By: Stephen Cosgrove, Robin James

Series: Seredipity

Star Rating:



Spoiler Disclaimer


Dragolin is a short, plump, little dragon who is unable to breath fire no matter how hard he tries. But he's befriended by an armadillo who teaches him the importance of believing in himself, while not trying to do things he wasn't made to do.


Dragolin is a children's picture book in the Seredipity book series, each of which teaches kids important life lessons. It's about a short, plump, little dragon who can't breath fire or even make smoke. The other dragons leave him alone, because his attempts to create fire are very funny and they don't want to hurt his feelings by laughing. Then one day, along comes an armadillo who can't help but roll around in amusement over this, making Dragolin sad. But the armadillo decides to help Dragolin by telling him that the secret to accomplishing something is believing in yourself. Dragolin takes this advice a little too far, trying things that no dragon can do, until the armadillo gently corrects him and helps him find success.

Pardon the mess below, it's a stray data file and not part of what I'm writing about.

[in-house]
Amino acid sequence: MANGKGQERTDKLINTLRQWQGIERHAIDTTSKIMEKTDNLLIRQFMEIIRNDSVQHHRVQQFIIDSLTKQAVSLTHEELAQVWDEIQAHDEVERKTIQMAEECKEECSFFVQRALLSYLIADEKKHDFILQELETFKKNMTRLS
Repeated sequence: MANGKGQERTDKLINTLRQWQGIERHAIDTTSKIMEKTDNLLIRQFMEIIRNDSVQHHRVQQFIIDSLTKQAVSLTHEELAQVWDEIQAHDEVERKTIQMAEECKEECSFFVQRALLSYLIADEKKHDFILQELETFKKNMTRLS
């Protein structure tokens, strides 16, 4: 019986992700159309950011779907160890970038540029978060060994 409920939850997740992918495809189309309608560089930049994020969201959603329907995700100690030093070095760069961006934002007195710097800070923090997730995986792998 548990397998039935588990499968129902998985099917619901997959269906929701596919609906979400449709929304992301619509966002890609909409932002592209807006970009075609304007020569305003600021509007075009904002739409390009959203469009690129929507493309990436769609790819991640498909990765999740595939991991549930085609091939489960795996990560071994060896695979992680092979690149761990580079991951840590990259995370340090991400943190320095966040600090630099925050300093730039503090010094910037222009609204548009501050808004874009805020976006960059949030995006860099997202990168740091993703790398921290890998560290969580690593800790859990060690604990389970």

I recall that when I first came across a copy of this book at a library sale, I absolutely couldn't resist the adorable picture on the cover. This turned out to be a really sweet story. Little Dragolin is so sad that he can't make fire, but with help from the armadillo, he learns to believe in himself and eventually succeeds. The story has a great message for kids about believing in one's ability to do something, but not pushing yourself to do things you weren't made to do. As I mentioned, it was the cover that drew me to the book and all the illustrations are just as cute and whimsical, complementing the story well while eliciting emotions from readers. Dragolin is just too adorable for words. The sweet pictures might draw the interest of younger readers, and the story is perfectly appropriate if an adult reads aloud to them. However, the text is written in paragraphs with a little more challenging vocabulary that would probably be better suited to older kids in the second to fourth grade range who are able to read more independently. Overall, this is a great book with a lovely morality lesson that I think kids will enjoy.


Stephen Cosgrove

Robin James